And it’s not even just about the lyrics. From one track to the next, the production is bombarded with a healthy dose of hip-hop effects, synth keyboards, distorted guitars, and irregular time signatures. It’s pretty cool at first – I didn’t really mind the prominent sample of Siouxsie Sioux’s “Happy House” in “Bitches”, and “Holy Shit” comes off as a relatively tasteful lampoon of the nu-metal genre as a whole. Of course, though, the band finds a way to make this style very tiresome very quickly. Of course, much of this is due to Euringer’s incessant personality, which make songs like the falsetto-sung “Masturbates”, the thankfully short “Futures”, and the mock-reggae “Played” just insufferable.
Thankfully, in true punk rock fashion, none of these songs are long enough to generate annoyance past a small pocket of time, with “I Hate Jimmy Page” as the only song that reaches and extends beyond the three-minute mark. Still, there are thirty tracks here (all arranged alphabetically by title, for some reason I’m not yet aware), which extends this album to nearly an hour. That’s an hour of jittery, jumping, scream-singing about such enlightening topics as masturbation and Cantinflas (an especially huge “fuck you” for that one). This one is best being left in the past.
Best track: “Backmask”
Infest– Papa Roach
Alright, I got a little out of control with that long review up there. Unfortunately (Fortunately? Thankfully??), I want to keep most of my reviews on this challenge relatively short. So, I’ll continue. I can’t say that Papa Roach ever had as much of an impact on me growing up as, say, Linkin Park or No Doubt; however they have always just been around. I remember classmates and family members mentioning them in passing when I was still listening exclusively to Top 40 radio, and then I finally added their songs to my library sometime during middle school. Later, I missed a chance to go see the band live at my local county fair.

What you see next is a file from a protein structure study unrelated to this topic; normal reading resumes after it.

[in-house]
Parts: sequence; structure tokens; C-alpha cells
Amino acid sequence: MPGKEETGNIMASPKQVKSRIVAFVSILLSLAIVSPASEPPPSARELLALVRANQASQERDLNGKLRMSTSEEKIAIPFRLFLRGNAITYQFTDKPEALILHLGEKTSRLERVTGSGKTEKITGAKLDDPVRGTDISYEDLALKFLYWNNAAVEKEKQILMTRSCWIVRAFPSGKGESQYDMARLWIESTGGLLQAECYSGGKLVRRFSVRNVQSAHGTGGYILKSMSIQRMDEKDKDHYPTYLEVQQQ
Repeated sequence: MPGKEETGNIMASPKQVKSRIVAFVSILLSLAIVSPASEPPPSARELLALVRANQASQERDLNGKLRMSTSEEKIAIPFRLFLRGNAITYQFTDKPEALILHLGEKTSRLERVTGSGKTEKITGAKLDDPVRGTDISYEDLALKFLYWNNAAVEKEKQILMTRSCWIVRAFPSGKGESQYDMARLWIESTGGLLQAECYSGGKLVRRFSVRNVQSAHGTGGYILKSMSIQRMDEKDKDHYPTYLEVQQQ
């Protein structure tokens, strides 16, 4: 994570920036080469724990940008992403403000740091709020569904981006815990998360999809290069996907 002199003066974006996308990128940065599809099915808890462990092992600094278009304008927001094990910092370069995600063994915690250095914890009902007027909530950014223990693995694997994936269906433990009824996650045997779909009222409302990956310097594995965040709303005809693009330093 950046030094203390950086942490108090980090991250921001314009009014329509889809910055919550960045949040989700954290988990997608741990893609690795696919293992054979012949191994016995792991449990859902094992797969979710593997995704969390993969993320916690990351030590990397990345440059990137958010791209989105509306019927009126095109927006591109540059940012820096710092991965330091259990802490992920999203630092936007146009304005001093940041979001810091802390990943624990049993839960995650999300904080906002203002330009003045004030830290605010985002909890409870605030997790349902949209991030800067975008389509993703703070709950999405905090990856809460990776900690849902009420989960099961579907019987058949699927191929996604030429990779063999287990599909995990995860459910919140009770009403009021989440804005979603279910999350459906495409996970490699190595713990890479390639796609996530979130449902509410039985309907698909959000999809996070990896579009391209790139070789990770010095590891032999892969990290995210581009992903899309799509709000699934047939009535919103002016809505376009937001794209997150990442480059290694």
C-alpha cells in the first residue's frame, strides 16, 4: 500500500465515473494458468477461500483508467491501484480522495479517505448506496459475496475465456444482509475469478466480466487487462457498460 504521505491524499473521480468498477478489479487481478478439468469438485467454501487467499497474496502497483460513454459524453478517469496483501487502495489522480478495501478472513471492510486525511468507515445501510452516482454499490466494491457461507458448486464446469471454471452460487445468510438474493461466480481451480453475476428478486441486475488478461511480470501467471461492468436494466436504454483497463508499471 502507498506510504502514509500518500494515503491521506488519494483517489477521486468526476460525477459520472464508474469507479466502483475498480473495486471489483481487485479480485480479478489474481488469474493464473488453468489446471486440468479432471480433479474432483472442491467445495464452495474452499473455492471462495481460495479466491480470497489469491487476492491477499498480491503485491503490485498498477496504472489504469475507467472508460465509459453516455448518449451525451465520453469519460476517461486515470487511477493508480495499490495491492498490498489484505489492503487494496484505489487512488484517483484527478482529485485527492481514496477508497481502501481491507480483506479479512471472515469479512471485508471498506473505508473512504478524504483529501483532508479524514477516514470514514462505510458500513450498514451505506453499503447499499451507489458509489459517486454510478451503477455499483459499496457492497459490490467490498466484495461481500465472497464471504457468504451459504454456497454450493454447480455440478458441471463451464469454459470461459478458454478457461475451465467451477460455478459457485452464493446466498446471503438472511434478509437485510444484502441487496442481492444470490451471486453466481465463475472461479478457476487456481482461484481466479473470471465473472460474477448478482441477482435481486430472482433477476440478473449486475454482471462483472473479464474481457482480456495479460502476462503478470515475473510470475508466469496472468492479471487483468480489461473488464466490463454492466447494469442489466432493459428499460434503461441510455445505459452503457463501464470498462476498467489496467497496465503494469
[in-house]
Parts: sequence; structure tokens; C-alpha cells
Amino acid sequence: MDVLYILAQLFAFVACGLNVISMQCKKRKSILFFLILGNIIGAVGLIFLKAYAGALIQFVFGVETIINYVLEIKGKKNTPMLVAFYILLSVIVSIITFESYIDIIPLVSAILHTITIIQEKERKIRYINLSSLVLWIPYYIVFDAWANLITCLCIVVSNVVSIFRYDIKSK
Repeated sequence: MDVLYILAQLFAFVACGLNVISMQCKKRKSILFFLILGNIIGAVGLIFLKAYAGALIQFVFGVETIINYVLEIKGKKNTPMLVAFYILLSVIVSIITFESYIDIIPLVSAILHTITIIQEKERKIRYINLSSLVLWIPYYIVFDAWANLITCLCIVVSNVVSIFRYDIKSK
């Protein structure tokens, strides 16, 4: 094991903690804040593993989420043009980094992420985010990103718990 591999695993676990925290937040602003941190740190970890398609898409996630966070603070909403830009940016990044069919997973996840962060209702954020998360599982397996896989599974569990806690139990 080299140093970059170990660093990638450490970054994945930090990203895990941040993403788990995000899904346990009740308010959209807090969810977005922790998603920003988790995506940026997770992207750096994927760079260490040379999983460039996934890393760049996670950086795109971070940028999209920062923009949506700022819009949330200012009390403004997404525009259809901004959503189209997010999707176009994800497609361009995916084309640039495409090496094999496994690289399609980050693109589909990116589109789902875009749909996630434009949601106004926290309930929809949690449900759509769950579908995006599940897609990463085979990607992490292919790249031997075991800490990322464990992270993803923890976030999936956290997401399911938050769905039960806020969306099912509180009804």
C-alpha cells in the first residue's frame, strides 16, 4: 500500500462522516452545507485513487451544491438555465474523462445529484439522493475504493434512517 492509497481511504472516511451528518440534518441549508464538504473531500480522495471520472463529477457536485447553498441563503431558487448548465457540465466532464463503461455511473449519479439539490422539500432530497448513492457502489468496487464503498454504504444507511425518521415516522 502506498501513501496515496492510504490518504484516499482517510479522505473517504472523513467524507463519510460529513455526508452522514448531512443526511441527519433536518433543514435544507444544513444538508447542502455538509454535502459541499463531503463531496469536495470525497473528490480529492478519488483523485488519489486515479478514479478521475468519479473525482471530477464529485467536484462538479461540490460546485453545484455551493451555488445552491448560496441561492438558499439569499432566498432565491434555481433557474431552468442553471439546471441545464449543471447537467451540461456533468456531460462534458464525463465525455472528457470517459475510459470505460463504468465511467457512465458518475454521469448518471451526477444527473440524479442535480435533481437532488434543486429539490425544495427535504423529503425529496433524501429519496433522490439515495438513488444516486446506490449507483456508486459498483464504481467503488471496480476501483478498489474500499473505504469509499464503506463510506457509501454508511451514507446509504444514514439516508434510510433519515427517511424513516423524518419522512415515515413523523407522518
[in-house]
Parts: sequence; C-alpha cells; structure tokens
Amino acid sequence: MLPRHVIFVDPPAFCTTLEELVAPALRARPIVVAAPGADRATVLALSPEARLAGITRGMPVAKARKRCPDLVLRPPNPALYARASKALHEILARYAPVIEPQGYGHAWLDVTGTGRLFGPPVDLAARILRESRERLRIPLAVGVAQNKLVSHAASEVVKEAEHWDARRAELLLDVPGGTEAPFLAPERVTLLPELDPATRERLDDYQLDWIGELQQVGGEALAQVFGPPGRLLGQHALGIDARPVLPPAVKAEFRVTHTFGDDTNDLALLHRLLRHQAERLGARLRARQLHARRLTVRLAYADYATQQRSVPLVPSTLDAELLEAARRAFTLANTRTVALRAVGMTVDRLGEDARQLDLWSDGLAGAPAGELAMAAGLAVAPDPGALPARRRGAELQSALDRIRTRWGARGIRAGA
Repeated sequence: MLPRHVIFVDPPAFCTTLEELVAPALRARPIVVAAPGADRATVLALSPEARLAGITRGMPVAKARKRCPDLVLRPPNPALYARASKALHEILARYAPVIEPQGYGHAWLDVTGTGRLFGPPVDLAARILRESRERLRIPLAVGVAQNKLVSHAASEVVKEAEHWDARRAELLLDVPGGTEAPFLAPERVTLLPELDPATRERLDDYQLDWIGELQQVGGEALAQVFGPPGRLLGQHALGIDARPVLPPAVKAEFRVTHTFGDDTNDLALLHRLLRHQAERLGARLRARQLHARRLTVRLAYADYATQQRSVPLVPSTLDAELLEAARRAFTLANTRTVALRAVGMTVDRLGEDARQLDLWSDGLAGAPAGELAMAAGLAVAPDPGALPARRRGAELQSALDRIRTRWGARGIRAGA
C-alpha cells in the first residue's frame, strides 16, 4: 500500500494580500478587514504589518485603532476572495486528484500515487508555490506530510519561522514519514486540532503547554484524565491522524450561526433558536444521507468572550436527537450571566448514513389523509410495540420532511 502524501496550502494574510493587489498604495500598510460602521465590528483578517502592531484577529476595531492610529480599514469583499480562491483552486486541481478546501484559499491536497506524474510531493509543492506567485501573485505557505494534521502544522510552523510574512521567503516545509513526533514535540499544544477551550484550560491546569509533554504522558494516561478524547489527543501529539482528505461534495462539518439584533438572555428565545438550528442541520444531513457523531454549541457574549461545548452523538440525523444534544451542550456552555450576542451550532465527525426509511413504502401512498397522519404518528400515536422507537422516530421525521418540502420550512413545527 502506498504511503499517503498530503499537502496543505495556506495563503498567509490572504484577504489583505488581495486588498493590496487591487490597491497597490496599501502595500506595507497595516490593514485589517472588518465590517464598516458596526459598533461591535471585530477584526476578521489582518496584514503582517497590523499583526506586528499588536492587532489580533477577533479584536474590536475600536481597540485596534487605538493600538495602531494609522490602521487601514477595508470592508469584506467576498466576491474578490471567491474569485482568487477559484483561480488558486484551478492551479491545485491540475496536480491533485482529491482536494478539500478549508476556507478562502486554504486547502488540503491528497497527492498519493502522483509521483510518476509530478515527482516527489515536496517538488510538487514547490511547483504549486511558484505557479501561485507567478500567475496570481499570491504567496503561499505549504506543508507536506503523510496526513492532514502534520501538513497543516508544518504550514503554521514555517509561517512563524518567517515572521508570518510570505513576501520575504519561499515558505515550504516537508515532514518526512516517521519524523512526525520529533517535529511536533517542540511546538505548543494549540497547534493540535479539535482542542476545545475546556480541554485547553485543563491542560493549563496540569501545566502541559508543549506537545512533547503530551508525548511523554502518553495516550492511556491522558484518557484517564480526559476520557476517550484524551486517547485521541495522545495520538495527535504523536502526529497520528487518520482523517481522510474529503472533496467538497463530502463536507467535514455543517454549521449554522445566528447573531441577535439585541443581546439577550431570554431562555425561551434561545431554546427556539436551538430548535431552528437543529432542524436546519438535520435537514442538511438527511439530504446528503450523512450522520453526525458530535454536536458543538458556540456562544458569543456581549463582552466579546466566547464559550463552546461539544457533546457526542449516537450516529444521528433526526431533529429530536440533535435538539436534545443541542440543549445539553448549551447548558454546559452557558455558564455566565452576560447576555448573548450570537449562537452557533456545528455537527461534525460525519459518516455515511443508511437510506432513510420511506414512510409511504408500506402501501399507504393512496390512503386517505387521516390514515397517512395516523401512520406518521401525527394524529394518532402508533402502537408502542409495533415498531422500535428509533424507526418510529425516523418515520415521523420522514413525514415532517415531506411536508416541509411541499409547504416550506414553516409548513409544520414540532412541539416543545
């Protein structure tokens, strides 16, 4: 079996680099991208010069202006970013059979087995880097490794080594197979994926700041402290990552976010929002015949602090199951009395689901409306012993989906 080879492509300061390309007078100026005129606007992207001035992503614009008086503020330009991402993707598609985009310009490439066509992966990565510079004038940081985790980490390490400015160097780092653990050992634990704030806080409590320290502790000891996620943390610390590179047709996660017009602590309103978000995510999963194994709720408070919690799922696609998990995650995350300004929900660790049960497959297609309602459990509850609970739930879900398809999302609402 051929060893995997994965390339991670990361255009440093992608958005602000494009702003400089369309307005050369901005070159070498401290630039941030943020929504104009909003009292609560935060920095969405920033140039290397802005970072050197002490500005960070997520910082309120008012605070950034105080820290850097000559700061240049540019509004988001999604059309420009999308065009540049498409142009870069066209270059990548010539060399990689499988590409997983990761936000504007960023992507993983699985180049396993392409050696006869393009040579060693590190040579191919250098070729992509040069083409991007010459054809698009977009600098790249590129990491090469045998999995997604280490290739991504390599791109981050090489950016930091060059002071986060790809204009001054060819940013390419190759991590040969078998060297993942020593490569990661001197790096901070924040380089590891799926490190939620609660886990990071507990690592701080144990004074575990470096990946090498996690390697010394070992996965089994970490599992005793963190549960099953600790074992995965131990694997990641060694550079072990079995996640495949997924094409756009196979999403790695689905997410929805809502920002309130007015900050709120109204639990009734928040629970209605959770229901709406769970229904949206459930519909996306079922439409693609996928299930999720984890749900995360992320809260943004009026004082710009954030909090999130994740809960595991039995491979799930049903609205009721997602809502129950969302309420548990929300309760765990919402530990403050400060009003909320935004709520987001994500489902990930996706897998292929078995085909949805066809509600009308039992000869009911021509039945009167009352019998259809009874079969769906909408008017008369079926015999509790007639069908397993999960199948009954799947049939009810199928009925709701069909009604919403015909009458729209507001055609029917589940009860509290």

These aren’t exactly the most riveting experiences to connect to the band – though I guess it’s fitting, considering that this record isn’t very impactful either. The title track opens up the album, and like most of these opening tracks, you get a good idea of what the rest will entail. Leading vocalist Jacoby Shaddix introduces the track with, “My name is Coby Dick; Mr. Dick if you’re nasty”, and the remainder of the verses are rapped with a flow that actually isn’t too bad, if a bit stiff. The album as a whole relishes in this juxtaposition between angry, bitter rap lyrics about problems with polished-but-still-angry choruses, although some tracks, like “Broken Home”, are decidedly more melodic throughout. These problems range between depression, alienation, angst, addiction, betrayal… basic early 2000s rap-rock stuff.
Of course, “Last Resort” is the big track on this one. The fact that this song has become a meme of sorts demonstrates how poorly this style has aged. The sound is big, aggressive, and heavy, but the lyrics, no matter how forcefully posited, are just pedestrian. “Broken Home”, additionally, leaves no room for subtlety: “I know my mother loves me, but does my father even care? / If I’m sad or angry, you were never ever there”. And it gets more embarrassing from there. “Revenge” attempts to paint a domestic abuse situation with cartoonish violence and guitars that are awkwardly mixed at the foreground. “Binge” could have been a truly resonating track about alcoholism, but it never hits deep enough to really make an impact. “Between Angels and Insects” is an impassioned rant against money, materialism, and… employment? Yeah, these lyrics somehow try too hard without trying at all, and maybe not the best coming from a band with a record deal from DreamWorks.
Not gonna lie, though – I did like “Dead Cell”, as it feels like one of the only tracks with a real pulse. Granted, it’s not enough for me to listen to it on my own free time – it’s just the best in relative terms. I guess this is a good album if you’re fourteen and hate your parents, but otherwise I’m not sure what anyone could get out of it.
Best track: “Dead Cell”
Broke – Hed PE